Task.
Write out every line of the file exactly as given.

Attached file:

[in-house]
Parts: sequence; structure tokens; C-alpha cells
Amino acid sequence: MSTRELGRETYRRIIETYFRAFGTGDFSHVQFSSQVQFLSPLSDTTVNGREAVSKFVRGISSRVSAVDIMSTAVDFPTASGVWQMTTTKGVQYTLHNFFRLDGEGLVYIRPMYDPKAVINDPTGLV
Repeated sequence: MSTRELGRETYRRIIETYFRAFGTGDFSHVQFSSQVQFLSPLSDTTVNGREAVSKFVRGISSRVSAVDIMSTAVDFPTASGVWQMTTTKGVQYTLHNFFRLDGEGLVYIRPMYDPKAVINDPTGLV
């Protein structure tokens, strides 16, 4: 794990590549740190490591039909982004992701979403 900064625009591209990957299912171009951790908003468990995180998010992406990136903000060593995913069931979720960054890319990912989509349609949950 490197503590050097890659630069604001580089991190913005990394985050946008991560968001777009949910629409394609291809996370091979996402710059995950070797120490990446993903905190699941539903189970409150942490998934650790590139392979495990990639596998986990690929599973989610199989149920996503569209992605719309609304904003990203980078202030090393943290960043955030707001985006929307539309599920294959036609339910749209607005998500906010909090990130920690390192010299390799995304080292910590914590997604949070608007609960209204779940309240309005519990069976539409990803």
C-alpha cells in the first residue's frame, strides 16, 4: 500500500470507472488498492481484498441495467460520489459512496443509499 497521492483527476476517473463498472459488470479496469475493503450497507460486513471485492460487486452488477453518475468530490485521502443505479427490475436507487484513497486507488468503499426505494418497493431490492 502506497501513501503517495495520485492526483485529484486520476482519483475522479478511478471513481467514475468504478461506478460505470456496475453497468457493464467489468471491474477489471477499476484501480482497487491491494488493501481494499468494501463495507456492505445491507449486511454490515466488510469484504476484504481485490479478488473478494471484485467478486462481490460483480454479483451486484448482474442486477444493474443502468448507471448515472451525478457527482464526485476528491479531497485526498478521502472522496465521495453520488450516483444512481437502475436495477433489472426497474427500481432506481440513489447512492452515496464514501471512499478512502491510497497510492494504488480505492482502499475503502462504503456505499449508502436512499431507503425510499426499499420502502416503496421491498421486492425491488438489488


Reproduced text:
[in-house]
Parts: sequence; structure tokens; C-alpha cells
Amino acid sequence: MSTRELGRETYRRIIETYFRAFGTGDFSHVQFSSQVQFLSPLSDTTVNGREAVSKFVRGISSRVSAVDIMSTAVDFPTASGVWQMTTTKGVQYTLHNFFRLDGEGLVYIRPMYDPKAVINDPTGLV
Repeated sequence: MSTRELGRETYRRIIETYFRAFGTGDFSHVQFSSQVQFLSPLSDTTVNGREAVSKFVRGISSRVSAVDIMSTAVDFPTASGVWQMTTTKGVQYTLHNFFRLDGEGLVYIRPMYDPKAVINDPTGLV
């Protein structure tokens, strides 16, 4: 794990590549740190490591039909982004992701979403 900064625009591209990957299912171009951790908003468990995180998010992406990136903000060593995913069931979720960054890319990912989509349609949950 490197503590050097890659630069604001580089991190913005990394985050946008991560968001777009949910629409394609291809996370091979996402710059995950070797120490990446993903905190699941539903189970409150942490998934650790590139392979495990990639596998986990690929599973989610199989149920996503569209992605719309609304904003990203980078202030090393943290960043955030707001985006929307539309599920294959036609339910749209607005998500906010909090990130920690390192010299390799995304080292910590914590997604949070608007609960209204779940309240309005519990069976539409990803």
C-alpha cells in the first residue's frame, strides 16, 4: 500500500470507472488498492481484498441495467460520489459512496443509499 497521492483527476476517473463498472459488470479496469475493503450497507460486513471485492460487486452488477453518475468530490485521502443505479427490475436507487484513497486507488468503499426505494418497493431490492 502506497501513501503517495495520485492526483485529484486520476482519483475522479478511478471513481467514475468504478461506478460505470456496475453497468457493464467489468471491474477489471477499476484501480482497487491491494488493501481494499468494501463495507456492505445491507449486511454490515466488510469484504476484504481485490479478488473478494471484485467478486462481490460483480454479483451486484448482474442486477444493474443502468448507471448515472451525478457527482464526485476528491479531497485526498478521502472522496465521495453520488450516483444512481437502475436495477433489472426497474427500481432506481440513489447512492452515496464514501471512499478512502491510497497510492494504488480505492482502499475503502462504503456505499449508502436512499431507503425510499426499499420502502416503496421491498421486492425491488438489488